My Sister’s Keeper
We’re surprised it’s taken this long for any of Jodi Picoult’s books to make it to the big screen. Her tear-jerker-slash-thrillers are a holiday reading staple, always guaranteed to have you alternately blubbering like an idiot in your poolside deckchair and ravenously tearing at the pages to see what happens next. They’ve all clearly been crying out for a film deal from the beginning.
What is surprising about this adaptation is the casting of Cameron Diaz as the frazzled mother of two whose life has become defined by her daughter’s illness. As much as we love Diaz in that fun, silly, she’d-be-great-fun-to-go-out-on-the-town-with type way, we just couldn’t see her actually taking on a role requiring seriousness and depth. We were willing to give her a go, though, if only because My Sister’s Keeper is one of Picoult’s original and best, and we were intrigued to see what she and her younger supporting cast could do with it, especially with the weep-inducing genius of The Notebook’s Nick Cassavetes behind the camera.
Diaz did put in a gallant effort, but didn’t quite reach the realms of believable – for the time being, we’ll leave her in the sexy rom-com pigeonhole. It’s the young’uns who really shine in this, and contribute to the embarrassing blubbering to a similar level the book produced. Abigail Breslin brings honesty, maturity and depth to her portrayal of younger sister Anna, who was conceived as a ‘spare child’ to provide organs, blood and bone marrow to her sister’s ailing body. Sofia Vassilieva masters her leukemia-stricken sister Kate with a heart-warming vulnerability and tenderness that lights up the screen.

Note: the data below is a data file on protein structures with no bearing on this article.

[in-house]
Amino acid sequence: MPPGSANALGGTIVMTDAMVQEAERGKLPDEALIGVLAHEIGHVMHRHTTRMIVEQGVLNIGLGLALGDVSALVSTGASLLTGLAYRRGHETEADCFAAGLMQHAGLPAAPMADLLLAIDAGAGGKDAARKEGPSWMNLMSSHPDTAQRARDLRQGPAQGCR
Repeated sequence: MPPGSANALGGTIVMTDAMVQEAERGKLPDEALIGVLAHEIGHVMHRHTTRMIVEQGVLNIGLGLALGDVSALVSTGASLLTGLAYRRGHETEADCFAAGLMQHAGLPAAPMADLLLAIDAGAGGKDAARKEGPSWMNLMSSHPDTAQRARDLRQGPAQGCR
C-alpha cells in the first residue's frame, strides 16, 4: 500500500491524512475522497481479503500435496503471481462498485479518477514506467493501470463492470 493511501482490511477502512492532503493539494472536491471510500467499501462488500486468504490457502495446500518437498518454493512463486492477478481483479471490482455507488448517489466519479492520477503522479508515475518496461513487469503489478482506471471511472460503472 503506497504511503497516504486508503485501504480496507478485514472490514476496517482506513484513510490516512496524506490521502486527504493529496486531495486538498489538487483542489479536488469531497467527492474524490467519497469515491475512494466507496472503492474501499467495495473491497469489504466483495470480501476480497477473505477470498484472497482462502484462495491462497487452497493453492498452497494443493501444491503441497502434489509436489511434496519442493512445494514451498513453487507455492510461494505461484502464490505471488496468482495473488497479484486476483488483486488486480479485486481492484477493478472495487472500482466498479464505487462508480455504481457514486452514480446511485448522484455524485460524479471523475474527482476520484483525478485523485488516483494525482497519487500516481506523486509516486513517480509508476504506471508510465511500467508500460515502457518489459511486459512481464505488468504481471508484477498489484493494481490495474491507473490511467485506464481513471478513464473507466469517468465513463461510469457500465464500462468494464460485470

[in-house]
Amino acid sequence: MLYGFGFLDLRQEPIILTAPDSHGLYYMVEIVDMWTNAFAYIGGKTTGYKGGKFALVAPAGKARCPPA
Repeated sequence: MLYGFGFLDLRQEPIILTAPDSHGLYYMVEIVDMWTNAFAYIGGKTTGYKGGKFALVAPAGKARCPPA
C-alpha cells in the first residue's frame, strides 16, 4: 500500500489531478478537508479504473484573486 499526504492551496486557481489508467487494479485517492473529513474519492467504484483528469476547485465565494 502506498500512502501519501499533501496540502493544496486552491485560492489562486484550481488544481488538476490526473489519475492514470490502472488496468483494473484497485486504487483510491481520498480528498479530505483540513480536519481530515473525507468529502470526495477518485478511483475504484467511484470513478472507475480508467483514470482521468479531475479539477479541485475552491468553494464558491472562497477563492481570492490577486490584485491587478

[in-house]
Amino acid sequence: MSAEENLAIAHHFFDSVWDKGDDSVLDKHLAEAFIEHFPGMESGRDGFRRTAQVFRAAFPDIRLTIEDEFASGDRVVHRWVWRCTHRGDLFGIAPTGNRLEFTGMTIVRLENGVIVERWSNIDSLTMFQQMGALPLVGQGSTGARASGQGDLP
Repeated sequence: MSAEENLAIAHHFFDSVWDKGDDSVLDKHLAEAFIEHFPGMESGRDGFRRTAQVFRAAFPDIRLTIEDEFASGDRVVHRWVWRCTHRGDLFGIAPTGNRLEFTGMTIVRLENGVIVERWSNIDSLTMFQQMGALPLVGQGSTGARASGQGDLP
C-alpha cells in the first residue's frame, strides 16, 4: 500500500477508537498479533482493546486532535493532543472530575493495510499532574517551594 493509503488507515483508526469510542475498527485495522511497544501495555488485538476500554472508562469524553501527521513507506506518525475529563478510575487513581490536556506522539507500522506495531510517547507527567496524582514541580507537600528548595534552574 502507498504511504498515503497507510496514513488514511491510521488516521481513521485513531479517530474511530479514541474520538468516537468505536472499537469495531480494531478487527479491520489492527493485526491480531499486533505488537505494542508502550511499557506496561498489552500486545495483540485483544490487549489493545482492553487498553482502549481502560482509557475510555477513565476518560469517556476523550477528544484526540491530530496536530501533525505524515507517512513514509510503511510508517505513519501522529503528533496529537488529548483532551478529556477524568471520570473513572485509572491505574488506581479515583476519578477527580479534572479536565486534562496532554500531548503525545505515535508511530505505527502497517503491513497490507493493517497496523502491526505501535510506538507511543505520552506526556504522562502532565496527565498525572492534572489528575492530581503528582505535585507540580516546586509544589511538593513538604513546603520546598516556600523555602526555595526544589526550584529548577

Tackling the timely issues of both a family coping with cancer and the ethical limitations of modern science, Cassavetes has ultimately done Picoult proud with this touching and effective adaptation. So if your dog just died, your girlfriend just broke up with you or you’re just generally in the mood for a good cry, look no further.